R – ifelse as a function

Today I was working on a problem analyzing inventory movement. Like calculating inventory turns, inventory replenishment cycle, average inventory value ..etc. However, if you are not familiar with those supply chain terms. You can simply think it as a time series problem where you are supposed to calculate the sum of the total drop and the sum of the total increase.

Usually you are supposed to see a saw shape time series problem, where the seller bought a fair amount of inventory and put on the shelf, then as days go by, people buy product from the seller at random quantity, which lead the inventory value decrease. Then in the perfect scenario, seller noticed that the on-hand quantity is below a certain threshold(safety stock), then the seller will send out another big order to the supplier to buy more of those products before it run out of stock. Sometimes, the supply chain is not well optimized which end up with a situation where there is not enough supply to meet the demand. ie. leaving money on the table.

However from the perspective of a data scientist, you need to get your hands dirty and deal directly with numbers. The data is not clean, sometimes, you get a customer product return which should not be counted as a transaction plus a inventory replenishment, sometimes, you might get a inventory typo in the data which is an absolute outlier.

In this case, you probably need to first, remove some outliers and then figure out a way dealing with missing values and in the end, calculate those business inventory metrics.

Today, I came across a very handy function in R which makes it so easy to mutate a column value based on certain condition, which doesn’t require a complete loop with nested if statements.

x <- rep(10:2, 4)
> x
[1] 10 9 8 7 6 5 4 3 2 1000 9 8 7 6 5 4 3 2 10 9 8 7 6 5 4 3 2 10
[29] 9 8 7 6 5 4 3 2
x[10] <- 1000 # outlier
x_limit <- 5 * median(x)
x_new <- ifelse(x < x_limit, x, NA)

# Here you successfully identify outliers which has the definition of being greater than 10 times the median..
# From now on, you can use some built-in methods to deal with missing values like, locf (last observation carrier forward)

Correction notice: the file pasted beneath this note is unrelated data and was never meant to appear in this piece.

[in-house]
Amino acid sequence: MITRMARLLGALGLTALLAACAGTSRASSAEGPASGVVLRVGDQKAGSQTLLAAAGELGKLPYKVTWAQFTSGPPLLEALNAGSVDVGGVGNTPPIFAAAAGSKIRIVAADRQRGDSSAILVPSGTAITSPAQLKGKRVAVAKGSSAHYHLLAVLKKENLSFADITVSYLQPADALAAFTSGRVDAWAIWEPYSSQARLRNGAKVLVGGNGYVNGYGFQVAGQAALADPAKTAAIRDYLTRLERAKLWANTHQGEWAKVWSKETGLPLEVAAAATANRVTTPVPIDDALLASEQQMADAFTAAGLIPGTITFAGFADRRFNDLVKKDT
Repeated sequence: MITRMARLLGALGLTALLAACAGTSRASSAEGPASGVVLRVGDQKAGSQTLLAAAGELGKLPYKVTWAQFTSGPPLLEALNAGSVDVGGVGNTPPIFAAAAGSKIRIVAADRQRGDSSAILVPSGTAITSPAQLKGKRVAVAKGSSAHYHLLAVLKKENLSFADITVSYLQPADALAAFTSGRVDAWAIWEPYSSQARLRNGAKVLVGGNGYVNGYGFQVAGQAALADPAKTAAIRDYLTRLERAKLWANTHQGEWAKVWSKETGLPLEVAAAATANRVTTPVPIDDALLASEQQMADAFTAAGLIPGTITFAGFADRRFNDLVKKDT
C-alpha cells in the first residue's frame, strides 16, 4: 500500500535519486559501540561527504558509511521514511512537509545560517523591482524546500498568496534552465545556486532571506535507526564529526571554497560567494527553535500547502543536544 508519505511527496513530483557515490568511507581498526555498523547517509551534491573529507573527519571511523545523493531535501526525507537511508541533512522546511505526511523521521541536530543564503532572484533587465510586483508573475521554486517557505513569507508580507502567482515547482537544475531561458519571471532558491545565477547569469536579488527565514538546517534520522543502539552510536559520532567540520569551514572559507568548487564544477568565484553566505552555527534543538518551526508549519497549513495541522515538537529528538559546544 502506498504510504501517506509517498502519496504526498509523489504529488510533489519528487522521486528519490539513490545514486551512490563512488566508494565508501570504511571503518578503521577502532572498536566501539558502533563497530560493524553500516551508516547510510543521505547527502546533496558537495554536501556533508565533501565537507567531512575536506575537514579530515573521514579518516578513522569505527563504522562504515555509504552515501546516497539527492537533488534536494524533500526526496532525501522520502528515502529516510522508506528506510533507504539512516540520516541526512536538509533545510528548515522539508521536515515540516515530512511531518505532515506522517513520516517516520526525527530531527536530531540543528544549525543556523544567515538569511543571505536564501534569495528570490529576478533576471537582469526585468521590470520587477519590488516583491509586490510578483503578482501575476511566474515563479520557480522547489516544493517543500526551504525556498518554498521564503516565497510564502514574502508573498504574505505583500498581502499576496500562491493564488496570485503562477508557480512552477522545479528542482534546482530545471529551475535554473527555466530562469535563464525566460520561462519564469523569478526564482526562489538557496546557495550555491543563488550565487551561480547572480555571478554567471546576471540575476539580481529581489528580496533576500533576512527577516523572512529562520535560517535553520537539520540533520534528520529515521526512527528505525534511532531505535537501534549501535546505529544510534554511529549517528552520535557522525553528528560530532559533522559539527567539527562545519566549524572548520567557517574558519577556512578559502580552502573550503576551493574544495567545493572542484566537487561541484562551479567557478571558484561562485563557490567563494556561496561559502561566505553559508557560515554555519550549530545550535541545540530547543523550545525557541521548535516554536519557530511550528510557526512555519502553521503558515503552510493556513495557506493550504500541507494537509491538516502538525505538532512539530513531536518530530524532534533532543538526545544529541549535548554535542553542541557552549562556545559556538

# or nocb (next observation carrier backward) or interpolate the missing values based on both sides (na.approx)..etc

> x_new
[1] 10 9 8 7 6 5 4 3 2 NA 9 8 7 6 5 4 3 2 10 9 8 7 6 5 4 3 2 10 9 8 7 6 5 4 3 2
> zoo::na.locf(x_new)
[1] 10 9 8 7 6 5 4 3 2 2 9 8 7 6 5 4 3 2 10 9 8 7 6 5 4 3 2 10 9 8 7 6 5 4 3 2

After Effects: Andrew Kramer Keynote Speech on Adobe Conference


Data scientists need to communicate really well literally and figuratively. You might pay attention to how you frame your words or how you present the info beyond simply words – like a picture, like a chart, or even a video. The reason that people are usually into plots instead of videos is simply because it is easy to make plots! You can simply use ggplot2 to make awesome static plots. Then people become picky and they want to make plots interactive, then it came in rCharts, highcharts or even d3.js. HOWEVER, if you have a team developing a data product, and how the output of the project is really beyond people’s intuition. Say you try to make better marketing decisions based on historical data. Then you might think about using some expertise to summarize your project into a few minutes kickass video that really catch people’s eyeball. Also, the output of data science group is usually directly to the executive who will have almost zero experience in data or advance math. But, you really need to make an attractive way to infuse your understanding into their new year roadmap and decision making. Don’t try to let them figure out what should be the take away, repeat to them again and again what they should take away. Touch, Convince and Infuse.

Andrew Kramer is the founder of “videocopilot” which really blowed me away when I saw the quality of the videos he has made on his website. And what is more, He has some decent tutorials showing you how to make awesome videos.

Python – More About Multiprocessing – BigFile

One of my colleagues doesn’t know map reduce since he think “why would I need map reduce since I know multiprocessing, multithreading”, on the other side, I think why would you need to use multiprocessing since you can use mapreduce. Clearly, there is some commonality between the fucntionalities between these two. Mapreduce probably has the advantage of not only running multi-threading given a server, but also can easily run on multiple physical machines in parallel. In another way, mapreduce can do some work that multiprocess cannot handle.

However, if we have a relative big file, where it will take long time for a single thread to process but meanwhile it is still small enough to fit into our server, or even fit into memory(64 GB for a server is very common). which approach will be faster? not only from the execution perspective, but also from the development/coding time perspective.

Here is some code that I have written in Python using the multiprocessing (just want to side-bypass the GIL for now because I am newbie 🙂 ).


The goal is to read one file line by line and do something with each line, and then write the result to the same output file line by line, leveraging the multi-core and multi-threading what so ever to fully utilize the power of the whole computer.